The good news is that the band was quite open during this session but southern US storm noise has been ruining the fun for almost everyone. WSPR participation was extremely high and dominated the session with 97 MF WSPR stations observed at 0400z. I briefly called CQ on 474.5 kHz CW to no avail but the noise was worse at that point than I expected. Merv, K9FD/KH6 / WH2XCR, and I had plans of meeting up at 0700z but it was not meant to be during this session as the noise continued to rage onward. Eric, NO3M / WG2XJM, and Joe, WI2XBQ / NU6O, tried a transcontinental JT9 QSO but either the noise or propagation at that moment was not going to allow the two to connect. Other reports suggest that the transcontinental path was open during the night, however.
A quiet geomagnetic field and North-pointing Bz with somewhat reduced solar wind velocities didn’t hurt anything. These quiet conditions seem to be a precursor to active conditions in the coming week as a geoeffective coronal hole moves into position to elevate solar wind on Earth.
John, WA3ETD / WG2XKA, was able to operate an entire session and offers this report from his station in Vermont:
Ken, K5DNL / WG2XXM, reports that he decoded thirteen unique stations and was decoded by 45 unique stations, including WE2XPQ.
John, VK2XGJ, reports that his new broadband was less than stellar during the session so he had no uploaded reports overnight. He provided this screen capture of his console showing reports for a number of stations in Australia in addition to Merv, K9FD/KH6 / WH2XCR:
Ron, NI7J / WH2XND, reports that he decoded twelve unique stations and was decoded by 41 unique stations. Ron also had a direct email report from K2WH, who provided the following screen capture:
Neil, W0YSE/7 / WG2XSV, reports that he decoded nine unique stations and was decoded by 15 unique stations at 0.5-watts ERP.
Neil recently completed a rebuild on his amp and experienced a failure on his FET during the session following the completion of the rebuild. We had been talking about the failure in the ON4KST chat/logger during the evening session and I had commented that I was due for a FET failure as both combined PA’s now have in excess of 12000-hours of RF emissions. I said this in jest and didn’t think anything else of it. This morning waking up late after a late night, I came into the ham shack and found one of the PA power supplies in current limit. The other amp was making full power but half of the power was being dumped to the reject load in the combiner due to one PA being off line. Further examination suggests that the screw and shoulder washer holding the FET against the heat sink had loosened, possibly a result of thermal cycling over the last few years. Curiously enough. Neil speculated that his FET may have failed due to a thermal issue related to the interface with the heat sink. The FET here at WG2XIQ has been replaced and the station is running at full power again on both PA’s. I was very pleased at how well the combiner maintained 50-ohms for the functional PA in spite of the shorted PA that remained in circuit. With Neil’s FET failure and mine last night, the count is at two. Since these things happen in “three’s”, whose FET will fail next? Will I lose the other PA tonight or will someone else wake up to a failed PA tomorrow? Stay tuned!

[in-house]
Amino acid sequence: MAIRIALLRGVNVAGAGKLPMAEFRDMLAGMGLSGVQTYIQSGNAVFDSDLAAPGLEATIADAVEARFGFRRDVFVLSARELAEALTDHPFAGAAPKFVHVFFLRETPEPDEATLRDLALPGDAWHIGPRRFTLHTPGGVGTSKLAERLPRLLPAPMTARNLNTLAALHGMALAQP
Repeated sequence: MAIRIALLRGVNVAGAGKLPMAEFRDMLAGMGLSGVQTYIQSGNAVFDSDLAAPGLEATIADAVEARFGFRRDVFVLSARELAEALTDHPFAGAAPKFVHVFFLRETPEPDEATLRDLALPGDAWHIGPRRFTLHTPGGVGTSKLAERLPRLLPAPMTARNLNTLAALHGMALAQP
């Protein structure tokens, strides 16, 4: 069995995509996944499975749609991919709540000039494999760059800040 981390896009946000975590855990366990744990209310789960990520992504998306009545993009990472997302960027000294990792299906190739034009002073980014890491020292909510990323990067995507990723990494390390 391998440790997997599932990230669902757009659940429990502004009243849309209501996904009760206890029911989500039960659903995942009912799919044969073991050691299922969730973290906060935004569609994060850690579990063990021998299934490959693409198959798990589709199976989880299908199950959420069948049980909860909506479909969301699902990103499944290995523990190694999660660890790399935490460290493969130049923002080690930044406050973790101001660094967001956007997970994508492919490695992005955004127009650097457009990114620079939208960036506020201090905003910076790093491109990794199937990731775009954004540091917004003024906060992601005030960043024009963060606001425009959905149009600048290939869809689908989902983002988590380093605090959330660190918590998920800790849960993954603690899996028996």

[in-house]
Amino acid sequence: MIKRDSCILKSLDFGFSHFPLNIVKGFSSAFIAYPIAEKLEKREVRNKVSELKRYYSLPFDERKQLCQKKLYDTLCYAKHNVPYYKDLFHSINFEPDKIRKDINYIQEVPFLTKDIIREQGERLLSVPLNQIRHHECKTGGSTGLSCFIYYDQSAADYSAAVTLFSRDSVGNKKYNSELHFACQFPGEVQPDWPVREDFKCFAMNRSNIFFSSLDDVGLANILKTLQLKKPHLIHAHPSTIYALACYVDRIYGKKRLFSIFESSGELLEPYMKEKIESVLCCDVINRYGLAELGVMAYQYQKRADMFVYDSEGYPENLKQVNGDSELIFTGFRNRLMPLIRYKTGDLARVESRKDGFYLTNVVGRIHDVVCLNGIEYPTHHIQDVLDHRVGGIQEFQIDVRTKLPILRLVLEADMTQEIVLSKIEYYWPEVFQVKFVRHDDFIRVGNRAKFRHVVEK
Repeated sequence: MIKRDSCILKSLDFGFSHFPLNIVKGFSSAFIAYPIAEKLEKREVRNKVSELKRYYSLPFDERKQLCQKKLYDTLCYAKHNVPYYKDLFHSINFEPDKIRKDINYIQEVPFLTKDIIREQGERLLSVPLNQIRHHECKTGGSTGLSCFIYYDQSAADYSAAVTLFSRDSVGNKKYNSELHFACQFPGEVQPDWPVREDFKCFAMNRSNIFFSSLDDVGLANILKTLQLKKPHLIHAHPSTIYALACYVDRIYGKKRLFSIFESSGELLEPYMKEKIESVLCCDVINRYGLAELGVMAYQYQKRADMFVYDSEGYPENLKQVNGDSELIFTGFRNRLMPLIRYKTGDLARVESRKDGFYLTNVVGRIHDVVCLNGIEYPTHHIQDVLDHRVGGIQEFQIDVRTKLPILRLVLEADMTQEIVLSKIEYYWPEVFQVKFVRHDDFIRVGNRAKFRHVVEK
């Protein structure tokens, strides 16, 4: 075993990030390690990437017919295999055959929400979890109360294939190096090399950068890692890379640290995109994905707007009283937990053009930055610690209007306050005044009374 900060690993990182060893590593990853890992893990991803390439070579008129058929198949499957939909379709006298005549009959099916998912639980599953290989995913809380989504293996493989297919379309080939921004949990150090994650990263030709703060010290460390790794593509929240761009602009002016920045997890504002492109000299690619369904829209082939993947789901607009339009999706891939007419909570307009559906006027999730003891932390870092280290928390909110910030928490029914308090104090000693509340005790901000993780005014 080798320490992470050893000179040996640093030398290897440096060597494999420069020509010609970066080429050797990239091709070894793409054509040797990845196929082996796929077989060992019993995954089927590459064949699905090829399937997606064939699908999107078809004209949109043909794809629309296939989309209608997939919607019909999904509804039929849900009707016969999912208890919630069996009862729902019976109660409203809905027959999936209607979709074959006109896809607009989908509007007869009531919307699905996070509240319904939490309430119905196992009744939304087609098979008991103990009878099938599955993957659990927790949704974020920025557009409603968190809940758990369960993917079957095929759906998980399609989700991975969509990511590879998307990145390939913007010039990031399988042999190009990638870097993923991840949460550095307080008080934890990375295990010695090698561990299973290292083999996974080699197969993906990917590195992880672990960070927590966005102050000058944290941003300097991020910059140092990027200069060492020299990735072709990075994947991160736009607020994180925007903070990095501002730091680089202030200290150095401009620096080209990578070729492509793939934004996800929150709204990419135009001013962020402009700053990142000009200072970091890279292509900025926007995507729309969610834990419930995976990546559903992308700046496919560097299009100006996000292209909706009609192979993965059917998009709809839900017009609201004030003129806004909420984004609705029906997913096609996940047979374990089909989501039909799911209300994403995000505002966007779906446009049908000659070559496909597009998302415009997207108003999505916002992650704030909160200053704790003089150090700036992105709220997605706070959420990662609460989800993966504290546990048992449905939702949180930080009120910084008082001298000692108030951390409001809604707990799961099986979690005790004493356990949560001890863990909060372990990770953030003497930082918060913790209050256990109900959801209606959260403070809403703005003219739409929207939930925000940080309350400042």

Regional and continental WSPR breakdowns follow:
There were no reports on the trans-African path, however, ZS1JEN was present during the session. UA0SNV was present during the session but no reports were found in the WSPRnet database.
The following trans-Atlantic WSPR reports were provided during this session for DK7FC and WG2XJM by WD2XSH/17 and DL4RAJ, respectively:
EA8/DL9XJ has returned to providing reports for stations located in Europe.
Eden, ZF1EJ, and Roger, ZF1RC, provided a number of reports to stations in North America. Eden provided additional reports for WH2XCR as ZF1EJ/1.
Laurence, KL7L, has been travelling for work recently and has been able to set up a receive outpost while in VE6, providing reports for numerous stations during the evening.
At Laurence’s station in Alaska, WE2XPQ continues to provide reports for Hawaii, the west coast of North America, the American southwest and the added treat of the south central US during this session. The latter has become relatively rare so when these opening does occur its a good indicator about the quality of band conditions.
In Hawaii, Merv, K9FD/KH6 / WH2XCR, reports 30-over S-9 noise during the late evening, scuttling any attempts for a QSO during the overnight session with his station. Still the band supported WSPR reports as far east as WG2XJM in western Pennsylvania, and ZF1EJ/1 in the Cayman Islands. The path to Australia was also open, with two-way reports with VK4YB and one-way reports of VK3ELV. The western path to Japan was closed during this session from KH6. Merv provided a few comments on the session and some observations about 160-meters compared to 630-meters, appended below:
In Australia, Phil, VK3ELV, and Roger, VK4YB, both receive reports from WH2XCR. As with previous sessions, Phil received reports from Japan, some of which were from late in the previous session and are thus included in this report.
Jim, W5EST, is taking Easter weekend off but will return with content on Monday.
Additions, corrections, clarifications, etc? Send me a message on the Contact page or directly to KB5NJD <at> gmail dot (com)!